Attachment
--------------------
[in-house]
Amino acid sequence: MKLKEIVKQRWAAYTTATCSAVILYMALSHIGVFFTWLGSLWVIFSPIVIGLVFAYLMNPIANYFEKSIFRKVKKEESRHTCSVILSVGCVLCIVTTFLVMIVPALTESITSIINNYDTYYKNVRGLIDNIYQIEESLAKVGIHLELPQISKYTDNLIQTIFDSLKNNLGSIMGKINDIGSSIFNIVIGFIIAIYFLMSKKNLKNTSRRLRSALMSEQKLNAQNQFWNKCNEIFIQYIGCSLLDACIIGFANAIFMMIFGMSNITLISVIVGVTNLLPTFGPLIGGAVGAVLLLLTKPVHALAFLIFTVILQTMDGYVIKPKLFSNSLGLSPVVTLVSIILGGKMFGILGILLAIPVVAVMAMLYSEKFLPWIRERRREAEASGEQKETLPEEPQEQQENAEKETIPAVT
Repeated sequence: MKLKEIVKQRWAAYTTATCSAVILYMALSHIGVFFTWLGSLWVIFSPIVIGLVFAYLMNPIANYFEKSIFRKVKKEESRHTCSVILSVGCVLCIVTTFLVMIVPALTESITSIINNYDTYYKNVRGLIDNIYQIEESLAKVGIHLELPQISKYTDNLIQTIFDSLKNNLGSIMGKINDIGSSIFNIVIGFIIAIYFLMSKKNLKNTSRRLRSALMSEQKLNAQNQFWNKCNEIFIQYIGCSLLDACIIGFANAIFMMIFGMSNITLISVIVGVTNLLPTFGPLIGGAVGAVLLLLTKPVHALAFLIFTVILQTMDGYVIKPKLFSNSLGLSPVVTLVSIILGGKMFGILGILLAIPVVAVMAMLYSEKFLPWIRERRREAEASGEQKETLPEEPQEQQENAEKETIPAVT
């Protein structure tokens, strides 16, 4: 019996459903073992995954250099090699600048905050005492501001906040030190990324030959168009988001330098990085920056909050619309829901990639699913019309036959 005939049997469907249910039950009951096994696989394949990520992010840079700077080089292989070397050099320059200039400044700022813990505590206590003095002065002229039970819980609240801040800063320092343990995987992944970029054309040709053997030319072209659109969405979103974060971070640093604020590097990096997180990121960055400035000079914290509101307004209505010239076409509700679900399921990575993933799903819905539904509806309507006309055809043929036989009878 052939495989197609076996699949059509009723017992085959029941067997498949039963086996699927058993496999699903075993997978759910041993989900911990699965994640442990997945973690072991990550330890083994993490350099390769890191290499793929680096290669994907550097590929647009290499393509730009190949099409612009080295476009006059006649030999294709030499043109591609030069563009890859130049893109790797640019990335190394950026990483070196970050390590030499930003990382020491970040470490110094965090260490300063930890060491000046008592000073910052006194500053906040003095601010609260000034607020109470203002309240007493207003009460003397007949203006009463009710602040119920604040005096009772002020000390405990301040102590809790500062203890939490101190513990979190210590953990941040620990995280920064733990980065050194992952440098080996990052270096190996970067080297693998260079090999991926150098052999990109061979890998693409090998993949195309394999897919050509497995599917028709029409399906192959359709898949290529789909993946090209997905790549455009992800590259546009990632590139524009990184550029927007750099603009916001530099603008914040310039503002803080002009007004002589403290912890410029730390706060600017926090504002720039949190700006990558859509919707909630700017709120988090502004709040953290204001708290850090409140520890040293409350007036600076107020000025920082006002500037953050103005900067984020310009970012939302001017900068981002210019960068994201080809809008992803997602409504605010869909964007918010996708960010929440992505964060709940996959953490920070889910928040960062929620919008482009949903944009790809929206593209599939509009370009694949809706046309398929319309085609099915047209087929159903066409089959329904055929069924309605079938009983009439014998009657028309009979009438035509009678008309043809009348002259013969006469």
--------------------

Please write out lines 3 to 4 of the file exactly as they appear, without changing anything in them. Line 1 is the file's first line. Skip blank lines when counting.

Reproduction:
Repeated sequence: MKLKEIVKQRWAAYTTATCSAVILYMALSHIGVFFTWLGSLWVIFSPIVIGLVFAYLMNPIANYFEKSIFRKVKKEESRHTCSVILSVGCVLCIVTTFLVMIVPALTESITSIINNYDTYYKNVRGLIDNIYQIEESLAKVGIHLELPQISKYTDNLIQTIFDSLKNNLGSIMGKINDIGSSIFNIVIGFIIAIYFLMSKKNLKNTSRRLRSALMSEQKLNAQNQFWNKCNEIFIQYIGCSLLDACIIGFANAIFMMIFGMSNITLISVIVGVTNLLPTFGPLIGGAVGAVLLLLTKPVHALAFLIFTVILQTMDGYVIKPKLFSNSLGLSPVVTLVSIILGGKMFGILGILLAIPVVAVMAMLYSEKFLPWIRERRREAEASGEQKETLPEEPQEQQENAEKETIPAVT
């Protein structure tokens, strides 16, 4: 019996459903073992995954250099090699600048905050005492501001906040030190990324030959168009988001330098990085920056909050619309829901990639699913019309036959 005939049997469907249910039950009951096994696989394949990520992010840079700077080089292989070397050099320059200039400044700022813990505590206590003095002065002229039970819980609240801040800063320092343990995987992944970029054309040709053997030319072209659109969405979103974060971070640093604020590097990096997180990121960055400035000079914290509101307004209505010239076409509700679900399921990575993933799903819905539904509806309507006309055809043929036989009878 052939495989197609076996699949059509009723017992085959029941067997498949039963086996699927058993496999699903075993997978759910041993989900911990699965994640442990997945973690072991990550330890083994993490350099390769890191290499793929680096290669994907550097590929647009290499393509730009190949099409612009080295476009006059006649030999294709030499043109591609030069563009890859130049893109790797640019990335190394950026990483070196970050390590030499930003990382020491970040470490110094965090260490300063930890060491000046008592000073910052006194500053906040003095601010609260000034607020109470203002309240007493207003009460003397007949203006009463009710602040119920604040005096009772002020000390405990301040102590809790500062203890939490101190513990979190210590953990941040620990995280920064733990980065050194992952440098080996990052270096190996970067080297693998260079090999991926150098052999990109061979890998693409090998993949195309394999897919050509497995599917028709029409399906192959359709898949290529789909993946090209997905790549455009992800590259546009990632590139524009990184550029927007750099603009916001530099603008914040310039503002803080002009007004002589403290912890410029730390706060600017926090504002720039949190700006990558859509919707909630700017709120988090502004709040953290204001708290850090409140520890040293409350007036600076107020000025920082006002500037953050103005900067984020310009970012939302001017900068981002210019960068994201080809809008992803997602409504605010869909964007918010996708960010929440992505964060709940996959953490920070889910928040960062929620919008482009949903944009790809929206593209599939509009370009694949809706046309398929319309085609099915047209087929159903066409089959329904055929069924309605079938009983009439014998009657028309009979009438035509009678008309043809009348002259013969006469």